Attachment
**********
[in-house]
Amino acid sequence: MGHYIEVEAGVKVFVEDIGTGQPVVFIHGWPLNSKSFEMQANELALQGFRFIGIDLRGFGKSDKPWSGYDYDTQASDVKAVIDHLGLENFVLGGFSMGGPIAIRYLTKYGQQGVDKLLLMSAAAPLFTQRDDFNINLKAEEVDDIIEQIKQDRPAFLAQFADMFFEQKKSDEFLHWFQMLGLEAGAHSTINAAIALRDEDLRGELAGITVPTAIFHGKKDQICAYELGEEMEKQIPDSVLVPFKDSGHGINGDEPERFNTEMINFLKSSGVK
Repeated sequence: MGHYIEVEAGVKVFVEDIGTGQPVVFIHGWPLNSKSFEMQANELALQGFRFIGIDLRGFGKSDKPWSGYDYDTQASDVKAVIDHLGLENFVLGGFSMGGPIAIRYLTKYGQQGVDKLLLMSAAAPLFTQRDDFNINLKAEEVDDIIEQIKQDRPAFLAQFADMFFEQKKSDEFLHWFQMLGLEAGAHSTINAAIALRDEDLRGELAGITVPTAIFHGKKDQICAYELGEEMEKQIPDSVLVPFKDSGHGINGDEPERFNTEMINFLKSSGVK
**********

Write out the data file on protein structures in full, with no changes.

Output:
[in-house]
Amino acid sequence: MGHYIEVEAGVKVFVEDIGTGQPVVFIHGWPLNSKSFEMQANELALQGFRFIGIDLRGFGKSDKPWSGYDYDTQASDVKAVIDHLGLENFVLGGFSMGGPIAIRYLTKYGQQGVDKLLLMSAAAPLFTQRDDFNINLKAEEVDDIIEQIKQDRPAFLAQFADMFFEQKKSDEFLHWFQMLGLEAGAHSTINAAIALRDEDLRGELAGITVPTAIFHGKKDQICAYELGEEMEKQIPDSVLVPFKDSGHGINGDEPERFNTEMINFLKSSGVK
Repeated sequence: MGHYIEVEAGVKVFVEDIGTGQPVVFIHGWPLNSKSFEMQANELALQGFRFIGIDLRGFGKSDKPWSGYDYDTQASDVKAVIDHLGLENFVLGGFSMGGPIAIRYLTKYGQQGVDKLLLMSAAAPLFTQRDDFNINLKAEEVDDIIEQIKQDRPAFLAQFADMFFEQKKSDEFLHWFQMLGLEAGAHSTINAAIALRDEDLRGELAGITVPTAIFHGKKDQICAYELGEEMEKQIPDSVLVPFKDSGHGINGDEPERFNTEMINFLKSSGVK